Federal Court Fines Purdue Pharma, Executives
This article was taken from Common Sense for Drug Policies
The manufacturer of OxyContin, Purdue Pharma, and a few of its executives were allowed to plead guilty in federal court to misleading the public about the drug and were given hefty fines.
The Associated Press reported on May 11, 2007 ("OxyContin Maker, Execs Fined $634.5M") that "Purdue Pharma L.P., its president, top lawyer and former chief medical officer will pay $634.5 million in fines for claiming the drug was less addictive and less subject to abuse than other pain medications, U.S. Attorney John Brownlee said. The plea agreement settled a national case and came two days after the Stamford, Conn.-based company agreed to pay $19.5 million to 26 states and the District of Columbia to settle complaints that it encouraged physicians to overprescribe OxyContin.
'With its OxyContin, Purdue unleashed a highly abusable, addictive, and potentially dangerous drug on an unsuspecting and unknowing public,' Brownlee said. 'For these misrepresentations and crimes, Purdue and its executives have been brought to justice.'"
According to AP, "The U.S. attorney said the guilty pleas were entered Thursday morning in U.S. District Court in Abingdon, about 135 miles southwest of Roanoke. In an unusual move, Brownlee said, company chief executive officer Michael Friedman, general counsel Howard Udell and former chief medical officer Paul Goldenheim each pleaded guilty to a misdemeanor count of misbranding the drug.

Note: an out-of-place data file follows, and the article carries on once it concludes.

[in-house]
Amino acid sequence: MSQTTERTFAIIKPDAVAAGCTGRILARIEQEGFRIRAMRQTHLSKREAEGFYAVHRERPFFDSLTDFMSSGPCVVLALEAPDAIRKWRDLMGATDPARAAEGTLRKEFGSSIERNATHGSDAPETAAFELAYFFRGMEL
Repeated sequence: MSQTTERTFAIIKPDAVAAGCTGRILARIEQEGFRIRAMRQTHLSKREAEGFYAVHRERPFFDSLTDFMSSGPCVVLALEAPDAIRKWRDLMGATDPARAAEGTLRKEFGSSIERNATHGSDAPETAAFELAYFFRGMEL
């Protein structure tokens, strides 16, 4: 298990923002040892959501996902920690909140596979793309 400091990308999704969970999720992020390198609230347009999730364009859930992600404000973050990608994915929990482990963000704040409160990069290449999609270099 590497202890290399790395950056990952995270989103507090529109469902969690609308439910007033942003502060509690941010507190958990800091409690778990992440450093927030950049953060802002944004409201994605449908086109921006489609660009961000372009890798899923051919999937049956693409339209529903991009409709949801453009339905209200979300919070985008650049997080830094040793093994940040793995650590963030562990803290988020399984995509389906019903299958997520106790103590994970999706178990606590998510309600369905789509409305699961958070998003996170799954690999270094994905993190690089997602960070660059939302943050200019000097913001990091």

Of the total fine, $34.5 million was levied on those three. The fines will be distributed to state and federal law enforcement agencies, the federal government, federal and state Medicaid programs, a Virginia prescription monitoring program and individuals who had sued the company. About $5 million will go toward a six-year company program to monitor compliance with the agreement."
The AP noted that "Investigators from a number of state and federal agencies worked together on an investigation of Purdue Pharma and began to subpoena company records in 2002, Brownlee said. 'From these millions of records, they picked out probably 300 to 500 documents and pieced together a case,' he said. The Food and Drug Administration was part of the investigation. A spokesman for Connecticut Attorney General Richard Blumenthal said the agency had not acted on a citizen petition Blumenthal's office filed more than three years ago. The petition raised concerns about misbranding and called for stronger warnings and fuller disclosure about OxyContin's dangers."
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